Returning to FIG. 3, if incoming ERP data 32 is in a proprietary format, teachings of certain embodiments recognize the capability of plugin 30 to search and locate data fields within incoming ERP data 32. In one embodiment, plugin 30 identifies the amount data field in incoming ERP data 32 by searching for data field A2. In one illustrative example, incoming ERP data 32 represents data fields A1-A5 separated by commas as follows:

    • A1,A2,A3,A4,A5
      In this example, plugin 30 is configured to search incoming ERP data 32 for the name data field by locating the second data field separated by commas, represented by A2.

Teachings of certain embodiments recognize that mapping data fields may provide an efficient mechanism for translating between ERP systems. For example, many invoices from different ERP systems may include the common data fields (e.g., name, amount, invoice number, quantity, etc.), and plugin 30 may map each of these common data fields.

In addition to mapping data fields, teachings of certain embodiments recognize the capability to map data formats within a data field. For example, data field A1 represents a name as “last name, first name.” A different ERP system, however, may represent a name as “first name last name,” as shown in data field B2. Accordingly, teachings of certain embodiments recognize the capability to reformat data fields from a first ERP system into a format compliant with a different second ERP system.

FIG. 4 shows a method 2000 for processing a payment transaction at a payor according to one embodiment. In this exemplary embodiment, client 100 represents the payor, and first transaction party 200 represents a payee.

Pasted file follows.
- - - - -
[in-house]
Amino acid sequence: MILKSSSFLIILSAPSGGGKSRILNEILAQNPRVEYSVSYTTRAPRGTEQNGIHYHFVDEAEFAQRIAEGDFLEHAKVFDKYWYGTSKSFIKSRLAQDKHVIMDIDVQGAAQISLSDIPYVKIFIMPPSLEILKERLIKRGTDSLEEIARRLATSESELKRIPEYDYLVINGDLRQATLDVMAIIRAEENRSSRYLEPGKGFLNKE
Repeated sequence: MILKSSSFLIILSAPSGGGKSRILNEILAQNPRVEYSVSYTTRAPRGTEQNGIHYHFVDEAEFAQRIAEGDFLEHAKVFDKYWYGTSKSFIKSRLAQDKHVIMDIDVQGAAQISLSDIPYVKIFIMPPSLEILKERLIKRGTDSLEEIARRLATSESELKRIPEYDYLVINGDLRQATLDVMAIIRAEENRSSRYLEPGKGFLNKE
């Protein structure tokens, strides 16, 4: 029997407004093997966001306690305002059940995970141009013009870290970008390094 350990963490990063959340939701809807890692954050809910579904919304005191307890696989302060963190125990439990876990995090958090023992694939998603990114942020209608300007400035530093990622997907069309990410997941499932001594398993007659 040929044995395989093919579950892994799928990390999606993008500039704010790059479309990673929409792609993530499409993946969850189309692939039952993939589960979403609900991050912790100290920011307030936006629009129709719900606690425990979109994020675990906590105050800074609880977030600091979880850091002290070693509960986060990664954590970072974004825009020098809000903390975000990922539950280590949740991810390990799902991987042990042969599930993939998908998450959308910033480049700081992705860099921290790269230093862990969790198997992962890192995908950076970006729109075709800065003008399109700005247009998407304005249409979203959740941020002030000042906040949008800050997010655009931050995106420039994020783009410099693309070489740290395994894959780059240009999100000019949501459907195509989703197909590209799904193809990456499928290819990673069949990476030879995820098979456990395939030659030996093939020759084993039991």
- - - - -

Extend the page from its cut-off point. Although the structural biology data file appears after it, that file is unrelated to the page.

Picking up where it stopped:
At step 2100, client 100 receives invoice 22 a generated from ERP system 220 operated by first transaction party 200. Client 100 receives invoice 22 a through a network interface, such as communication link 16. In one example, ERP system 220 formats invoice 22 a in a format associated with ERP system 220.

At step 2200, client 100 stores invoice 22 a with invoices 122 in a memory, such as memory 18. In one example, client 100 stores invoice 22 a in a format associated with ERP system 120. In this example, the invoice 22 a is converted from the format associated with ERP system 220 to the format associated with ERP system 120. In some embodiments, plugin 130 and/or plugin 230 may convert the invoice 22 a from the format associated with ERP system 220 to the format associated with ERP system 120. In one example embodiment, plugin 230 may convert the invoice 22 a from the format associated with ERP system 220 into an intermediate format, and plugin 130 may convert invoice 22 a from the intermediate format into the format associated with ERP system 120.

In one example embodiment, converting the format of invoice 22 a includes identifying one or more data fields in the format associated with ERP system 220, identifying one or more corresponding data fields in the format associated with ERP system 120, and mapping the one or more data fields in the format associated with ERP system 220 to the corresponding data fields in the format associated with ERP system 120. Similar mapping may occur with the intermediate format or any other suitable format.

At step 2300, ERP system 120 receives approval of the invoice. At step 2400, client 100 generates authorization 26 a. Authorization 26 a authorizes financial institution 500 to transmit payment amount 26 a to first transaction party 200. At step 2500, client 100 transmits authorization 26 a to financial institution 500. At step 2600, client 100 generates confirmation 24 a. Confirmation 24 a confirms transmission of authorization 26 a and/or payment amount 28 a. At step 2700, client 100 transmits confirmation 24 a to first transaction party 200.